Establishing a uniform voting system is vital. Again, future voting will be controlled by computers. Now in development are touch screen computers that will actually have pictures of the candidates. Voters can simply touch the face of the candidates of their choice. Upon completion, the computer will ask if the selections are correct, and upon approval, automatically transmit the vote to the counting computer. The computers would be programmed to not reveal the totals until the last poll is closed.
The problem with election financing rules is to determine the relation between spending money and freedom of speech. I support the idea that only those people eligible to vote in any given election should be allowed to speak about that election. This way, only eligible voters would be allowed to donate money to a candidate. That would eliminate all corporations, labor unions, PACs, government agencies or other special interest groups. There should be no limit to the amount a voter can contribute as long as the contributor's voter registration number is included with the check.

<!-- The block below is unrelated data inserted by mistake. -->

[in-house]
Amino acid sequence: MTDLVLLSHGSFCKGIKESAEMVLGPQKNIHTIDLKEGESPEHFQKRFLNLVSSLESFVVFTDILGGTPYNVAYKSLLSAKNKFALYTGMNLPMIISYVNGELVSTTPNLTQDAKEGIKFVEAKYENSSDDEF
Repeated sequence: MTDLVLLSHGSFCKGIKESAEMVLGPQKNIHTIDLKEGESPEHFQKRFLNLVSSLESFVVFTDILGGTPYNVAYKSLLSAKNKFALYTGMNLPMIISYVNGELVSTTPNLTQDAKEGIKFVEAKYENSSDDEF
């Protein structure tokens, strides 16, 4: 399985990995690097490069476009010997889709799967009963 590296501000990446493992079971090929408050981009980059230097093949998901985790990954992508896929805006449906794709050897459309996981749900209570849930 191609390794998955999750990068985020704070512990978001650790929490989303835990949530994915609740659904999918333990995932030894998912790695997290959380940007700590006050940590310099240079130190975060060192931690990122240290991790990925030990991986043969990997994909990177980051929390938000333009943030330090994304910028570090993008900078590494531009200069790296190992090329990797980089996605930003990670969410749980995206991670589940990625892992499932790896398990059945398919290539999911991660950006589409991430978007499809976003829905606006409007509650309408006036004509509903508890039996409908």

Finally, all elections conducted by state or local governments must be non-partisan. No tax money should ever be used to finance political party primaries, as is currently done in Georgia and many other states.
Each jurisdiction should establish minimum requirements for ballot access, then ensure that every person who qualifies is on the ballot.
These measures would go a long way toward taking politics out of politics and allow the will of the nation's legal voters to be clearly expressed.
After all, that is what our founders intended, and is what we deserve.
Frank Gillispie is founder of The Madison County Journal. His web page can be accessed at www.mcga.net.


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Column
By Zach Mitcham
The Madison County Journal
December 20, 2000

A Moment with Margie

Christmas memories